London Facts: the Weird and the Wonderful

London facts: Tower Bridge in all its beauty
Photo by Charles Postiaux on Unsplash

London is the biggest country in the UK; the River Thames runs through it, and it has a population of over nine million. But alongside those standard details are a number of interesting London facts that aren’t as widely known. Here are 20 London facts to kick things off – did you know that…

Around 13% of the UK population lives in the capital; the city is growing at twice the rate of the country as a whole.

London’s economy is larger than that of several entire countries in Europe, including Sweden and Austria.

In 2015 a parking space in South Kensington sold for just shy of an eye-watering £500,000. The listing read: “Boasting an exceptional location, this exquisite underground parking development boasts a secure, prestigious and exclusive environment.”

The Beatles recorded sessions of their White Album at Trident Studios in Soho, and it’s where David Bowie made Ziggy Stardust. Other famous artists and bands who used the facility include Elton John, Queen, and the Rolling Stones.

Urban foxes are quite a common site: according to the Metro the capital is home to 18 of the bushy tailed animals per square kilometre. Their diet consists of scavenging through household rubbish or hunting for small mammals such as rats and mice – it’s estimated that up to half a million of the latter live in the Underground tube network.

After its construction in 1894 the walkways of Tower Bridge became a haunt for prostitutes and pickpockets. By 1910 they’d been closed to pedestrians and weren’t reopened until 1982.

The Knowledge – the test black taxi drivers have to pass in order to get their license was introduced in 1865 and is crazy difficult. Not only do cabbies have to learn 320 routes across 25,000 streets, they also have to save to memory the location of around 20,000 landmarks and attractions. It can take between two and four years to store all of that detail. And no, satnavs are not permitted. 

Alongside the items you’d expect people to leave on the Underground such as phones, keys and umbrellas, strange things galore have also been lost there over the years – false teeth, an urn of ashes, a prosthetic leg, and a life-size Gorilla that ended starring in the Night Tube campaign. As many as 1,200 objects go to TfL’s London’s lost property office each day. And some fairly odd things have been witnessed too: a man with a pair of cats on leads, a passenger eating a Full English, and commuters clipping their nails and brushing their teeth (yuk).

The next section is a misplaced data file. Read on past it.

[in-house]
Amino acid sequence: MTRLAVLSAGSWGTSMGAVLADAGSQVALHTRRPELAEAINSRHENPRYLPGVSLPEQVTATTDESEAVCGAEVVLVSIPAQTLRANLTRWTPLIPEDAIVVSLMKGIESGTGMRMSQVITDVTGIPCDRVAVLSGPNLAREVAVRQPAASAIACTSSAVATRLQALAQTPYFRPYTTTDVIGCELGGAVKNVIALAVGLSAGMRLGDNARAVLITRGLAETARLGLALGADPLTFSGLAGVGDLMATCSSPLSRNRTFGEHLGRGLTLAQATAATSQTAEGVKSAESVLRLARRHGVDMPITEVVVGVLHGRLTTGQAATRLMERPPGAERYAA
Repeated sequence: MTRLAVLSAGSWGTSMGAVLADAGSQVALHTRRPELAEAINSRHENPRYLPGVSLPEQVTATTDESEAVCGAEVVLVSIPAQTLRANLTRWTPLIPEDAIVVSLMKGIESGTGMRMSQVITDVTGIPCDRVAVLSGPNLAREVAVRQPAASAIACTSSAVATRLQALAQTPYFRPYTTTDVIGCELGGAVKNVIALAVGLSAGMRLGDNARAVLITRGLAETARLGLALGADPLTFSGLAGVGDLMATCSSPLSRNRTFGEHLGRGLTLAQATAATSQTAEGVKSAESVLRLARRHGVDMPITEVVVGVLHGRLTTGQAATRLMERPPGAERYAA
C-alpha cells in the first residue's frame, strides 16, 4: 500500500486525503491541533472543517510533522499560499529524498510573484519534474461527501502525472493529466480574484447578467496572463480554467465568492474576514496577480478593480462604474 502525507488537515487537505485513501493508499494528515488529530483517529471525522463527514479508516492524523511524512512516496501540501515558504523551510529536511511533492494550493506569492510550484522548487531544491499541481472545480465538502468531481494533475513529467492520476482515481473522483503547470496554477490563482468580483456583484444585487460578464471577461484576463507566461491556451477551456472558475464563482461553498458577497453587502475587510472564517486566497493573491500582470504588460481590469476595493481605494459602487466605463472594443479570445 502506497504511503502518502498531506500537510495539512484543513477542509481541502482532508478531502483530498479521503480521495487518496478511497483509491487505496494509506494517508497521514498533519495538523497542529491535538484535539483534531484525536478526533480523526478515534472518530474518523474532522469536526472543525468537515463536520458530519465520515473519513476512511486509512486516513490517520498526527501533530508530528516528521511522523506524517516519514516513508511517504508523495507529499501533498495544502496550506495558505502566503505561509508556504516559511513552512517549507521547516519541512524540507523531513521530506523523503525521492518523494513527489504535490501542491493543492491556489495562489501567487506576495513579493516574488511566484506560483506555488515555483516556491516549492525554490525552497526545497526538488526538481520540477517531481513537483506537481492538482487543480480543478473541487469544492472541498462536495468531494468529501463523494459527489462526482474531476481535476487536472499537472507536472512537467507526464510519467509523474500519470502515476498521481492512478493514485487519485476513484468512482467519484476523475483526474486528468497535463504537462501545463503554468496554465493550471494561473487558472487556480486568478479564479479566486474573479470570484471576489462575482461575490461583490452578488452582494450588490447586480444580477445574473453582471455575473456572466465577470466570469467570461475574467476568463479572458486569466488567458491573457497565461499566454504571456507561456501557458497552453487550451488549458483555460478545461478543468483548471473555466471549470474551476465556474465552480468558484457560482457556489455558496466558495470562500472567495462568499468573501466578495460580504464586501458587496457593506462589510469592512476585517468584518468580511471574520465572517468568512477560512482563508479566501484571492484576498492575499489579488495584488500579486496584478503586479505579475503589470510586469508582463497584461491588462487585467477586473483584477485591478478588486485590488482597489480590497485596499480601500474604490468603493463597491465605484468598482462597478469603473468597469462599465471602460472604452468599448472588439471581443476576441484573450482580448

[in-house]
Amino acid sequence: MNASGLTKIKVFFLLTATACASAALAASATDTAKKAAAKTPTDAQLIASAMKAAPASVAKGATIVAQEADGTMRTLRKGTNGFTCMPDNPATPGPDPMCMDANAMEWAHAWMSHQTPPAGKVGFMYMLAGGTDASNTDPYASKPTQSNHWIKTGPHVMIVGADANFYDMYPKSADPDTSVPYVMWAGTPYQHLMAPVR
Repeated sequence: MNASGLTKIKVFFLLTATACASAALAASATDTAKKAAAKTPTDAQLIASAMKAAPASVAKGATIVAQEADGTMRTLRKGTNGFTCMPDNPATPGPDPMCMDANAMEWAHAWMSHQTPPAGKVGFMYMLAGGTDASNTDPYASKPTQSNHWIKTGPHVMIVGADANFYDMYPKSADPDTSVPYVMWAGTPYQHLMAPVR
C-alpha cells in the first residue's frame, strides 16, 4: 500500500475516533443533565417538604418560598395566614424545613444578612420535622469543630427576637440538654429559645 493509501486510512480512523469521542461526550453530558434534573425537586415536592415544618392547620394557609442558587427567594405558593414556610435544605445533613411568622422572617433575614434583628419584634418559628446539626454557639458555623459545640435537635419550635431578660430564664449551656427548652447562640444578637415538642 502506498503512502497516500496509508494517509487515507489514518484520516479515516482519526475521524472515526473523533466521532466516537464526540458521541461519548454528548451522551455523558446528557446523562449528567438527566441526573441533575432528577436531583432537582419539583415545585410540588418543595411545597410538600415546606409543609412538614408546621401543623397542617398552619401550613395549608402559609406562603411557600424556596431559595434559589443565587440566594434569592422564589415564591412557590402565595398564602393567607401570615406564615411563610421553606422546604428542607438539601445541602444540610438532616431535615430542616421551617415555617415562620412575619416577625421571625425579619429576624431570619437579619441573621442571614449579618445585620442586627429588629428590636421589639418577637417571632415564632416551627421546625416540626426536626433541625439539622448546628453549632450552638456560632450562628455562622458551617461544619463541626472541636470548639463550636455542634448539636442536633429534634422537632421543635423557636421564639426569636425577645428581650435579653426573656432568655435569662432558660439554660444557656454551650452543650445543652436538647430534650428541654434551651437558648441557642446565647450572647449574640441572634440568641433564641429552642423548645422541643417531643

On the subject of the tube, Blackfriars is the only station to have entrances on both the north and south side of the Thames.

According to a 2014 study by the Met Office using records back to 1981, London is the driest city in Britain with just 56 centimetres of rain each year. The wettest? Cardiff.

Big Ben is the name of the bell, not the clock tower; it chimes in the key of E.

Karl Marx published the Communist Manifesto in 1948 and was exiled to London. There, he worked on Das Kapital in the reading rooms of the British Museum. The space was also used by other famous figures such as Oscar Wilde, Rudyard Kipling, George Orwell and Sir Arthur Conan Doyle.

Hyde Park houses a pet cemetery; the final resting place for more than 300 animals, including monkeys and birds. Inscriptions include: ‘Dear Impy – Loving and Loved’, ‘Alas! Poor Zoe’, and ‘Darling Dolly – my sunbeam, my consolation, my joy’ tug at the heartstrings’.

Hitler coveted Nelson’s column: he planned to dismantle it from Trafalgar Square and rebuild it in Berlin if Germany won the war.

TfL calculated that around 6.5 million passengers a day ride London’s buses. To give perspective, that’s greater than the population of Scotland. The longest route runs from Heathrow to Croydon and is almost 24 miles, while the shortest is in Barnet at just 1.5 miles.

On average the London Eye has more annual visitors than the Pyramids of Giza and the Taj Mahal. The 32 capsules represent the number of boroughs in the capital.

Arsenal is the only football club in the city to have a tube by the same name. Originally called Gillespie Road, it was renamed after the team moved northwards from Woolwich. Gillespie Road can still be seen tiled along the platform walls.

There is no such thoroughfare as Bond Street, only New Bond Street and Old Bond Street; King’s Road has signs both with and without the apostrophe; the famous Petticoat Lane has in fact been officially known as Middlesex Street for more than a century; and the Strand is officially just Strand.

More than 300 languages are currently spoken in London schools. Some of the most common after English are Bengali, Gujarati, Punjabi, Hindi and Turkish.

Main image: Charles Postiaux on Unsplash